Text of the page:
FACTS ABOUT BULLYING

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  1. In the US, 1 in 5 students ages 12-18 has been bullied during the school year.[1]

  2. Approximately 160,000 teens have skipped school because of bullying.[2]

  3. Students who reported that they were frequently bullied scored lower in reading, mathematics, and science than their peers who reported that they were never or rarely bullied.[3]

  4. The most commonly reported type of bullying is verbal harassment (79%), followed by social harassment (50%), physical bullying (29%), and cyberbullying (25%).[4]

  5. Labeling an incident as bullying can be important because it influences whether students tell an adult, as well as how adults respond to the student’s report.[5]

  6. More than half of bullying situations (57%) stop when a peer intervenes on behalf of the student being bullied.[6]

  7. 6th-grade students experience the most bullying (31%).[7]

  8. 70% of school staff have seen bullying. 62% witnessed bullying two or more times in the last month, and 41% witness bullying once a week or more.[8]

  9. Students are less likely to report bullying as they get older. Only 39% of high schoolers notified an adult of bullying.[9]

  10. 42% percent of students who reported being bullied at school indicated that the bullying was related to at least one of the following characteristics: physical appearance (30%), race (10%), gender (8%), disability (7%), ethnicity (7%), religion (5%), and sexual orientation (4%).[10]

  11. Over half of students ages, 12-18 who reported being bullied believed their bullies had the ability to influence what other students thought of them. [11]

  1. National Center for Education Statistics. "Bullying: Fast Facts.” Accessed Aug. 21, 2019. https://nces.ed.gov/fastfacts/display.asp?id=719 ↩︎

  2. Bureau of Justice Statistics, The National Education Association. "Indicators of School Crime and Safety.” Accessed Aug. 21, 2019, http://voices.washingtonpost.com/answer-sheet/bullying/2010bullyvictimdata.html. ↩︎

  3. Bureau of Justice Statistics, The National Education Association. "Indicators of School Crime and Safety.” Accessed Aug. 21, 2019, http://voices.washingtonpost.com/answer-sheet/bullying/2010bullyvictimdata.html. ↩︎

  4. Youth Truth Student Survey. "How Are Students Experiencing Bullying?" Accessed Aug. 21, 2019. https://youthtruthsurvey.org/bullying/. ↩︎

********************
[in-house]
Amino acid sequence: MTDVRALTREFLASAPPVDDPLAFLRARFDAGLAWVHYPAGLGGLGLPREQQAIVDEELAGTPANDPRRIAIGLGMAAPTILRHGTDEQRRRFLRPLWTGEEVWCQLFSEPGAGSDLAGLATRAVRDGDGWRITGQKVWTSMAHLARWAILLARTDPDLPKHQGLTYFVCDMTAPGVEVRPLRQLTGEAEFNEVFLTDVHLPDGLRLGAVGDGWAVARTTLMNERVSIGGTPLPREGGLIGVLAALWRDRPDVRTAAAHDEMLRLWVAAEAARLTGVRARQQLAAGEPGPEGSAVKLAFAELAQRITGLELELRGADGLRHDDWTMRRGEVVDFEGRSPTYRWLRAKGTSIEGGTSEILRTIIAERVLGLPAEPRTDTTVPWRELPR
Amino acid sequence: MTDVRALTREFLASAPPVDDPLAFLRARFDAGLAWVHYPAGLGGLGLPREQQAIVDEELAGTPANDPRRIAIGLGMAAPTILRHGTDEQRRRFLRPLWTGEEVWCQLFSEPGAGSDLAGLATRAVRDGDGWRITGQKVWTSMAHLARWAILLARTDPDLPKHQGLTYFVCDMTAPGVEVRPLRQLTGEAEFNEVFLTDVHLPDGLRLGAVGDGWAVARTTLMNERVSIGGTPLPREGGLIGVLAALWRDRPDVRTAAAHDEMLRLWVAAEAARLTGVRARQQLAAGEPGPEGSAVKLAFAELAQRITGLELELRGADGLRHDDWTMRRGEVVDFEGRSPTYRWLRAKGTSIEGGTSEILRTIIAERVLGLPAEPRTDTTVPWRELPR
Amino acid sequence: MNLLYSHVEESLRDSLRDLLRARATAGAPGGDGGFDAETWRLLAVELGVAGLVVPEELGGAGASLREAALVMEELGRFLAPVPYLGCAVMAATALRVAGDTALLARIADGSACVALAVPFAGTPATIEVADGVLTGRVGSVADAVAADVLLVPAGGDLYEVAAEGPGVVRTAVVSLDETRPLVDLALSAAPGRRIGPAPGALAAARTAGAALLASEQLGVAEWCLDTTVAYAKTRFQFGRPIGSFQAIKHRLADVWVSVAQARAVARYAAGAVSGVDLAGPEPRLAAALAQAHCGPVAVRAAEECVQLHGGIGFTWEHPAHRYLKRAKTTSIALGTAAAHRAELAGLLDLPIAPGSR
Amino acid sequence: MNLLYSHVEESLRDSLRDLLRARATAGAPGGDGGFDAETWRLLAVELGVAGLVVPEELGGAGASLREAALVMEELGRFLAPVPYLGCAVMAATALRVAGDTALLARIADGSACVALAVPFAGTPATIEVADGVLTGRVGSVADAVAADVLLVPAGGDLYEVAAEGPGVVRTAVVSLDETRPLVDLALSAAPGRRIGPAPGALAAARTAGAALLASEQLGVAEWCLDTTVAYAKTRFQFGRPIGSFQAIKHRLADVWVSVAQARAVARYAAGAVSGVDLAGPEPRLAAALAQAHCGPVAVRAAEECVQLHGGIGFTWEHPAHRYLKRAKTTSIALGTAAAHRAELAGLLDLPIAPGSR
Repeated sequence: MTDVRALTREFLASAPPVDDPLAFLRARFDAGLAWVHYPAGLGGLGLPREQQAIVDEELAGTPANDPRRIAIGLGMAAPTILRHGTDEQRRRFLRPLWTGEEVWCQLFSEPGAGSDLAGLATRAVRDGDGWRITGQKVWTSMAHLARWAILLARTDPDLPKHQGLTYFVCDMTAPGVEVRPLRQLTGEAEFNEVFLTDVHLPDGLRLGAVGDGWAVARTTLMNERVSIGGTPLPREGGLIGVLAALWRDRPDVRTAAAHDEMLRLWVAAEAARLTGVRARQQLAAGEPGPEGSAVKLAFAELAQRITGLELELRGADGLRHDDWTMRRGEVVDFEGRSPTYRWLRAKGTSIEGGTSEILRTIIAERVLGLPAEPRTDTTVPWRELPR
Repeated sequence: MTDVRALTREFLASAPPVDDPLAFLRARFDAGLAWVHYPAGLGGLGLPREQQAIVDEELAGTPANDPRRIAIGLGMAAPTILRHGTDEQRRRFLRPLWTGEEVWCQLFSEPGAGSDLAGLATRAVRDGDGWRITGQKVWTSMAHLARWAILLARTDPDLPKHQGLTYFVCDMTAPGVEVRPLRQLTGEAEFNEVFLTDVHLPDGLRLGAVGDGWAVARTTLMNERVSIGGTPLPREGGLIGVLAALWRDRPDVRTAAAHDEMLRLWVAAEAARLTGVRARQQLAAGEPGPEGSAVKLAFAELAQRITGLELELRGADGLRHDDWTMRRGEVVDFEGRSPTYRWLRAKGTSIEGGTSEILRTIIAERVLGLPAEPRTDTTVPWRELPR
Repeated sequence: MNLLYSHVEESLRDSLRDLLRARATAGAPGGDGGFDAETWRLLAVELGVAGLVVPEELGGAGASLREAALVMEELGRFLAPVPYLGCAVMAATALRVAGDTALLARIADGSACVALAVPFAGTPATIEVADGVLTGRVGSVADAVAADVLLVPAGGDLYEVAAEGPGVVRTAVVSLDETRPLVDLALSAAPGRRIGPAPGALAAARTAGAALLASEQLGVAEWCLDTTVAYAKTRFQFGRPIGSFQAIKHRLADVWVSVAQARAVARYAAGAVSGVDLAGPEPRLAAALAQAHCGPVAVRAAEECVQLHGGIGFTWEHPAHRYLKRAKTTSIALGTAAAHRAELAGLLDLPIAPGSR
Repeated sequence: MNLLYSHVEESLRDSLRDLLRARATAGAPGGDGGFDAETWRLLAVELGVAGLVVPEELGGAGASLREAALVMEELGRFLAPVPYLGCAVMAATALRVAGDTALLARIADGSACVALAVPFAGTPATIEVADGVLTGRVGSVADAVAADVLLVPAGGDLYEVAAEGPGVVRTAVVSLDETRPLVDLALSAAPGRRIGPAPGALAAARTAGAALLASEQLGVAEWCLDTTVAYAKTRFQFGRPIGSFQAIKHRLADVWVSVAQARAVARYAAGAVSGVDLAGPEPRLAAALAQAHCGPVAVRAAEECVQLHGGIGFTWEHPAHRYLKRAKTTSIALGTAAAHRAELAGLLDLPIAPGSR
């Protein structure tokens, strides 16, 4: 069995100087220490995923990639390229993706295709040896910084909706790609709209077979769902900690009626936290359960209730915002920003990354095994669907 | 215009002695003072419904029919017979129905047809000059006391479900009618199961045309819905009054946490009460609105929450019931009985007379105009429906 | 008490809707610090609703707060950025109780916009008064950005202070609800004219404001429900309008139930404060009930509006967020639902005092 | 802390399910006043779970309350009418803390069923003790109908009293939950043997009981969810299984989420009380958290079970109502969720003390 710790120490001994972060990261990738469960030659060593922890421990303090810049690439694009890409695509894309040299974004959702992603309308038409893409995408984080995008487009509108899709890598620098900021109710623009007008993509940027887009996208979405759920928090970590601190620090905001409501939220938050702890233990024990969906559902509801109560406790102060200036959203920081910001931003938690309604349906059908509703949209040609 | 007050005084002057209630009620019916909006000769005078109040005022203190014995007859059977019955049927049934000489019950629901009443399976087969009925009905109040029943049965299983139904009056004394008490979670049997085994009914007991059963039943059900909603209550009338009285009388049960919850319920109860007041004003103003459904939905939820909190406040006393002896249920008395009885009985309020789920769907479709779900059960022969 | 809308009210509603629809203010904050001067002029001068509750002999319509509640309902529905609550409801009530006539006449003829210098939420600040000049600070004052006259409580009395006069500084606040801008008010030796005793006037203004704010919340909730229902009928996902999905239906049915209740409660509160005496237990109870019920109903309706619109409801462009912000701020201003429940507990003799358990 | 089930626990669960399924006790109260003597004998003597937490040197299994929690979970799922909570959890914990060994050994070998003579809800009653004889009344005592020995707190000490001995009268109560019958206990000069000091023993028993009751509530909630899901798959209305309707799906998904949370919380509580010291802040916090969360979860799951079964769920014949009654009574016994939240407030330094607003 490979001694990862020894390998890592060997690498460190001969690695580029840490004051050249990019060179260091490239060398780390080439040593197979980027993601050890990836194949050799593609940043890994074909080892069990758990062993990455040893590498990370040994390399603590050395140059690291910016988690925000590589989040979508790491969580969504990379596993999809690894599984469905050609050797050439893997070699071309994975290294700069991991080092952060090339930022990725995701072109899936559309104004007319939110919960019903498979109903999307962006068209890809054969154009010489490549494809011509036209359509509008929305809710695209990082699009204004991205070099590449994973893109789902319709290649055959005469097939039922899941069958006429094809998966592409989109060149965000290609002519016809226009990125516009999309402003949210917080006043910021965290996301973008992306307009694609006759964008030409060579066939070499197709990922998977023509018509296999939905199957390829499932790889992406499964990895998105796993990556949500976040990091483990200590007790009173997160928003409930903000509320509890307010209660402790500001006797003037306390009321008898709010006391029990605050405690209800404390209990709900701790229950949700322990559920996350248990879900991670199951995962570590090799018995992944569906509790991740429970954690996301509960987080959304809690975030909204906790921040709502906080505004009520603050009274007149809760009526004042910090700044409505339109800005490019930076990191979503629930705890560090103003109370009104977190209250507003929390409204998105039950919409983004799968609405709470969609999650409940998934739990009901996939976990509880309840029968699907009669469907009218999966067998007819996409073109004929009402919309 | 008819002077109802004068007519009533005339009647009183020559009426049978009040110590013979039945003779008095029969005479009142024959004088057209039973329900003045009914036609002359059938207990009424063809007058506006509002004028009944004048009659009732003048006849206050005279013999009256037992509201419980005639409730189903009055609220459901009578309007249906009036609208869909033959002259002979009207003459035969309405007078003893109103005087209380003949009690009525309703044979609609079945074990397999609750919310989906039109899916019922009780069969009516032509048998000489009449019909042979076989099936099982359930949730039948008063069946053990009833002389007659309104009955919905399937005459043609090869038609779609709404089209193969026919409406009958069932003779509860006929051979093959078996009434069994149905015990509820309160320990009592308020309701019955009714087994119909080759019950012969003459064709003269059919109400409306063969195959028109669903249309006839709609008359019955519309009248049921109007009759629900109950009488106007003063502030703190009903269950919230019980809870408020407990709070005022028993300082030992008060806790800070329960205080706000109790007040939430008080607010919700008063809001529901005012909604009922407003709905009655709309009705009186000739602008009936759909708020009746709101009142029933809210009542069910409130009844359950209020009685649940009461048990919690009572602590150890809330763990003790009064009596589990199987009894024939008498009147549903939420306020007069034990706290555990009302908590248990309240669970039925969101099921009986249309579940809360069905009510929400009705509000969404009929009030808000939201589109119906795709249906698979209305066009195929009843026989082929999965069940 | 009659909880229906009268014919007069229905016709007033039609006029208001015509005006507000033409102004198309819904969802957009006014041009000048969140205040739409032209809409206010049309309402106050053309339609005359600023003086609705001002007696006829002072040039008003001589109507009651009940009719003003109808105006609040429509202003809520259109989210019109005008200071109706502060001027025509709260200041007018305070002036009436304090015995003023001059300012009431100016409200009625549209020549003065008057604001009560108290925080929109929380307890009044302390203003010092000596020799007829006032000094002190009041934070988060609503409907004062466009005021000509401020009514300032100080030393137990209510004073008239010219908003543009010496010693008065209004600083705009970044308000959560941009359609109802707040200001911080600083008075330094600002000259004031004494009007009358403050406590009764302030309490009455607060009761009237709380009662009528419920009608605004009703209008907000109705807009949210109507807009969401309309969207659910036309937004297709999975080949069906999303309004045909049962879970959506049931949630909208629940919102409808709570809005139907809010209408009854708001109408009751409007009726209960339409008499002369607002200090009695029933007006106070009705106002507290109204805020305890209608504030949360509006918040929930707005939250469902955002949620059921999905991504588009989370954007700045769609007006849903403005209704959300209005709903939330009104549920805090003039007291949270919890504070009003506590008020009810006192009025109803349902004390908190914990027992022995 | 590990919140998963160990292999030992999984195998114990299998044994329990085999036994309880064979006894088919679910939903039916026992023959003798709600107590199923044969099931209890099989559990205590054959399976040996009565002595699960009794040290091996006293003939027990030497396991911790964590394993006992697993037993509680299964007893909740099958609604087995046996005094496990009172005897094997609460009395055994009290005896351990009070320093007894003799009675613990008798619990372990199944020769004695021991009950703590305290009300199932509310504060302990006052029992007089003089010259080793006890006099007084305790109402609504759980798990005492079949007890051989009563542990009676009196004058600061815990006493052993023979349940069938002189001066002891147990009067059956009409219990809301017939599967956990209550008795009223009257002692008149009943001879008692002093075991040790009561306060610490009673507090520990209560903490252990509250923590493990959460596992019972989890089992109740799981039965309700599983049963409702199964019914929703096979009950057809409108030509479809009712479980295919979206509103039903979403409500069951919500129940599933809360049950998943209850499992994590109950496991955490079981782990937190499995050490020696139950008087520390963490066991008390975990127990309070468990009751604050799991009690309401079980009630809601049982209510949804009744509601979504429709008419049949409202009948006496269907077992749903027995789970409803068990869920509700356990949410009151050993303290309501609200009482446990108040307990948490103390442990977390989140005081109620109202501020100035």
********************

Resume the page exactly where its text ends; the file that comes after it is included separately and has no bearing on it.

5. US Department of Health and Human Services. "The Role of Teachers and Other School Staff in Bullying Prevention ." Accessed Aug. 21, 2019. https://www.prevnet.ca/sites/prevnet.ca/files/fact-sheet/PREVNet-SAMHSA-Factsheet-The-Role-of-Teachers-and-Other-Staff-in-Bullying-Prevention.pdf. ↩︎

  6. National Bullying Prevention Center. "Bullying Facts.” Accessed Aug. 21, 2019. https://www.pacer.org/bullying/resources/facts.asp. ↩︎

  7. StopBullying.gov, "A Snapshot on Bullying in America." Accessed Aug. 21, 2019. https://www.stopbullying.gov/sites/default/files/2017-10/stop-bullying-infographic.pdf. ↩︎

  8. StopBullying.gove. "Facts About Bullying: Statistics" Accessed Aug. 21, 2019. https://www.stopbullying.gov/media/facts/index.html ↩︎

  9. Anti-Defamation League. "Statistics on Bullying." Accessed Aug. 21, 2019. https://www.adl.org/sites/default/files/documents/bullying-cyberbullying-statistics-overview-one-sheet.pdf. ↩︎

  10. National Center for Education Statistics. "Indicator 10: Bullying at School and Electronic Bullying.” Indicators of School Crime and Safety. Accessed August 21, 2019. https://nces.ed.gov/programs/crimeindicators/ind_10.asp ↩︎

  11. National Center for Education Statistics. "Spotlight 2: Perceptions of Bullying Among Students Who Reported Being Bullied: Repetition and Power Imbalance.” Indicators of School Crime and Safety. Accessed August 21, 2019. https://nces.ed.gov/programs/crimeindicators/ind_10.asp ↩︎